Today's poem is by Jere Odell
Day was the roly-polies were pacifists,
who took to tuck-and-ball and rearing marsupium,
and were, thus pushed, budged up and landed
exiled from the briny republics of their isopodal kin.
Since they've been creeping damp to damp
through continents; hiding from daylight
and making plans. See for yourself, the spare
economizers cabal under your potted plants,
meet and greet beneath the doormat
and you've just no idea where they've been.
Soon you'll wake to their war chants,
find their multitudes marshaled in ranks
and taking by conquest your studied boudoir.
They'll scoff in their gills' bit of ocean,
rule you a wasteful vertebrate and too plush,
roll you up dumbstruck in your bed sheets,
and dump you roadside with your lugs a-cumber.
As for me, I'll surrender first, maybe this week;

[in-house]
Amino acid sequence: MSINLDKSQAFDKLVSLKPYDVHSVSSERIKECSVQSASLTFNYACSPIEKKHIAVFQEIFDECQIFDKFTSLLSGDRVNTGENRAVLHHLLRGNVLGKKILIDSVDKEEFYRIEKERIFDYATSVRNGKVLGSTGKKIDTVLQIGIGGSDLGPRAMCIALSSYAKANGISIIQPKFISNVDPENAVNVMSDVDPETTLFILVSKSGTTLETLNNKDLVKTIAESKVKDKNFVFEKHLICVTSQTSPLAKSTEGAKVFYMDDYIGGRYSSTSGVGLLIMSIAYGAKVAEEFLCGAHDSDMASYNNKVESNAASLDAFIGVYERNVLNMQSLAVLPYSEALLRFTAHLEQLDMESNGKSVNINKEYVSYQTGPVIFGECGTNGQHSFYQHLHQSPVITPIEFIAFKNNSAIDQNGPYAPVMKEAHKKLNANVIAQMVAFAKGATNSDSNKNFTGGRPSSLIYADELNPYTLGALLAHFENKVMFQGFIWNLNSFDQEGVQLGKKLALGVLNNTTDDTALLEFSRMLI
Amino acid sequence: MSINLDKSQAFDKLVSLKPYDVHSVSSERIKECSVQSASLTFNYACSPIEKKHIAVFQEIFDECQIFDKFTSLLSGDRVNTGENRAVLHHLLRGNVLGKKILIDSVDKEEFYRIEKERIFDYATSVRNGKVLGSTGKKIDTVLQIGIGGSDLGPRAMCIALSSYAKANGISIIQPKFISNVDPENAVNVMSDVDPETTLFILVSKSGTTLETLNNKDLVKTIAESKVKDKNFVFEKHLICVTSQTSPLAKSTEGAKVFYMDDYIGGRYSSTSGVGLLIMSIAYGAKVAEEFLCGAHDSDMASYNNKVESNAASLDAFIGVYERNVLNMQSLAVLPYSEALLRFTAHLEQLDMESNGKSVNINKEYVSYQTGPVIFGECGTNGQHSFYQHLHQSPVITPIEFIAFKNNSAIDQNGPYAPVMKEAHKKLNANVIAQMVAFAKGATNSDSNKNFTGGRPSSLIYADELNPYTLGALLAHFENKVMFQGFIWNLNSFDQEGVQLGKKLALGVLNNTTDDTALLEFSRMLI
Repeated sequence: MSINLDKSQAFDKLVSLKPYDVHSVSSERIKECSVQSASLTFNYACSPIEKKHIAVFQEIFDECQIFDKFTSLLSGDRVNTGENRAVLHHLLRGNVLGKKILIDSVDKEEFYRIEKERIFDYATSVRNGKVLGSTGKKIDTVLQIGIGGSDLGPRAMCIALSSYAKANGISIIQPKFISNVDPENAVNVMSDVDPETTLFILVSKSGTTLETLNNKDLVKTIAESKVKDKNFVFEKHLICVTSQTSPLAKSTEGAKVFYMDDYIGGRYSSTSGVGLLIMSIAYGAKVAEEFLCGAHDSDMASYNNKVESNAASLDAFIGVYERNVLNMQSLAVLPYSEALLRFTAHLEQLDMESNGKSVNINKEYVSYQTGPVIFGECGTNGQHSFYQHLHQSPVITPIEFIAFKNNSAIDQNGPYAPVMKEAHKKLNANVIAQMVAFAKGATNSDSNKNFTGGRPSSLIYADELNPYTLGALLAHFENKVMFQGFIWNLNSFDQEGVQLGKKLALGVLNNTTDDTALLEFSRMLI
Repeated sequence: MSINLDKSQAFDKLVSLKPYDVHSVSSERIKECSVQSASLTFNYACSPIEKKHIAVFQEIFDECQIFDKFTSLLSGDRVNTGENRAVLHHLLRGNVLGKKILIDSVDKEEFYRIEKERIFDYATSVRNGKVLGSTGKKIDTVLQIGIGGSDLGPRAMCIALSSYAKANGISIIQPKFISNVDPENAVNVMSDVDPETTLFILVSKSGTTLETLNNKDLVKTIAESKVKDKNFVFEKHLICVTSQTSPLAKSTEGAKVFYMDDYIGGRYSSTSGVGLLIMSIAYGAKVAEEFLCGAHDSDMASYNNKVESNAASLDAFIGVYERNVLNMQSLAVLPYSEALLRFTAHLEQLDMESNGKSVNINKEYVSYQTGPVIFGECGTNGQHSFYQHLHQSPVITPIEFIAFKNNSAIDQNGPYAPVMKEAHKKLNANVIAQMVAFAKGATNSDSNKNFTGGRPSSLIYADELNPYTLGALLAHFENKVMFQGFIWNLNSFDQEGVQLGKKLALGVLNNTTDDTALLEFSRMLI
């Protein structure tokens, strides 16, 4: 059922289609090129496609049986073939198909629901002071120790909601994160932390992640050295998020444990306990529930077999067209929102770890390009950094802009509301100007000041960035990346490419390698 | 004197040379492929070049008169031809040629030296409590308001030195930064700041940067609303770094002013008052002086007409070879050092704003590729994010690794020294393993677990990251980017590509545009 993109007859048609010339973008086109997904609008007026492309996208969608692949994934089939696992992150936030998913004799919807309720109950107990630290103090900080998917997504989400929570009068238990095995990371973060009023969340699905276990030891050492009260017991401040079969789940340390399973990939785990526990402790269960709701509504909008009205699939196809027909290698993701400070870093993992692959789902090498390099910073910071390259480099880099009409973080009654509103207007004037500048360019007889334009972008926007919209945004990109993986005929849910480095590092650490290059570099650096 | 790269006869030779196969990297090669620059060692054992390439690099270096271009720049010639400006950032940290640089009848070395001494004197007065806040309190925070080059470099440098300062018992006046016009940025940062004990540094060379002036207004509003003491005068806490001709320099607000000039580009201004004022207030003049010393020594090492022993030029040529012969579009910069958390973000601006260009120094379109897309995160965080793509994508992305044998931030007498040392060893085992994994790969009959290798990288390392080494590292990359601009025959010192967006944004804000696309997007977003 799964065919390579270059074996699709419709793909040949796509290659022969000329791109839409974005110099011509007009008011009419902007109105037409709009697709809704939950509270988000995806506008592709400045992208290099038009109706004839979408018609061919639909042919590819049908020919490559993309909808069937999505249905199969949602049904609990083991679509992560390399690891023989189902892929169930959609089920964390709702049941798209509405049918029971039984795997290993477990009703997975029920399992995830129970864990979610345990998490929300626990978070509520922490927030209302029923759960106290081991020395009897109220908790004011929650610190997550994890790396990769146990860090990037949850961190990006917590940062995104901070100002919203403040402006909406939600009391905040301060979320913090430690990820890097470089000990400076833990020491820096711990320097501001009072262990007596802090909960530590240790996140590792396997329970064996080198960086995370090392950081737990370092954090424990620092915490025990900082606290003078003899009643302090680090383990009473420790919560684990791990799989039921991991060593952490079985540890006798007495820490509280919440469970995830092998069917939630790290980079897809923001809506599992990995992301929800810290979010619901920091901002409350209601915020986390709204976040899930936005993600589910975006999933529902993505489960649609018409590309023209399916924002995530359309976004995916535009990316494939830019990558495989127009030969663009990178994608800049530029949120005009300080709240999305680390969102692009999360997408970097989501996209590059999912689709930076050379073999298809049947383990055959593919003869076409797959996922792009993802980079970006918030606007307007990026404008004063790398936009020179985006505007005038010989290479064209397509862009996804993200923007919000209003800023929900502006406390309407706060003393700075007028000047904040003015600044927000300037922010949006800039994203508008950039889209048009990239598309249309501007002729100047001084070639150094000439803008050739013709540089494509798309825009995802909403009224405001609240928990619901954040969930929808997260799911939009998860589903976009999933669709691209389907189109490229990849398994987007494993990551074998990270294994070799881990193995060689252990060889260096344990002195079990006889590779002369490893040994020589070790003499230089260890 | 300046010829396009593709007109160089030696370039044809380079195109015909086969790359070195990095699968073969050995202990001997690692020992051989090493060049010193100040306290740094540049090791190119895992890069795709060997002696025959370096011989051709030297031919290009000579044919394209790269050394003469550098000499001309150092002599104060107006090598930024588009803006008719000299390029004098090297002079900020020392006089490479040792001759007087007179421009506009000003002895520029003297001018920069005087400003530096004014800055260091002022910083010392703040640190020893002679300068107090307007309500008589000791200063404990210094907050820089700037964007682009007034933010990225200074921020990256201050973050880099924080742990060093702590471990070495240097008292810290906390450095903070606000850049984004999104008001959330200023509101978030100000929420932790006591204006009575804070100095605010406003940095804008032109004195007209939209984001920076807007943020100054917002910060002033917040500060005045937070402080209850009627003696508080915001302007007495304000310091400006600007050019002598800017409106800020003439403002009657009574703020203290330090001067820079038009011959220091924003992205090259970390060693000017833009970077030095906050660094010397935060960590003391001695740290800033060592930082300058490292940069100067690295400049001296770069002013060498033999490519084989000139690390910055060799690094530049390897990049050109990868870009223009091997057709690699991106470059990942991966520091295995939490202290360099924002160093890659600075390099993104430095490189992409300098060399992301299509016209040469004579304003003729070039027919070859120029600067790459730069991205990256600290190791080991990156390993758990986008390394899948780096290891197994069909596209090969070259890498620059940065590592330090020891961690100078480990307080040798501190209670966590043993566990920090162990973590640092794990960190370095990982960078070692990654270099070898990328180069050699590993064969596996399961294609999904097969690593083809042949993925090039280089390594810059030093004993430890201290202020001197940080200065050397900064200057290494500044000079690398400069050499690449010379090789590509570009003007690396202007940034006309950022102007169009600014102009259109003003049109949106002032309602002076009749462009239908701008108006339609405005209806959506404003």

send out my first born to envoy with wilted greens,
also shrunken letters in submissive ink;
I'll make haste, make tribute and translate;
pull shut the curtains and let down the ferns,
soak the carpets, sleep one-footed, upright,
beg and meet demands. With luck,
they'll barrack here between siege and blitz,
have mercy, allot me a bit of jerky, a cup of air.
Copyright © 2006 Jere Odell All rights reserved
from The Notre Dame Review
Reprinted by Verse Daily® with permission
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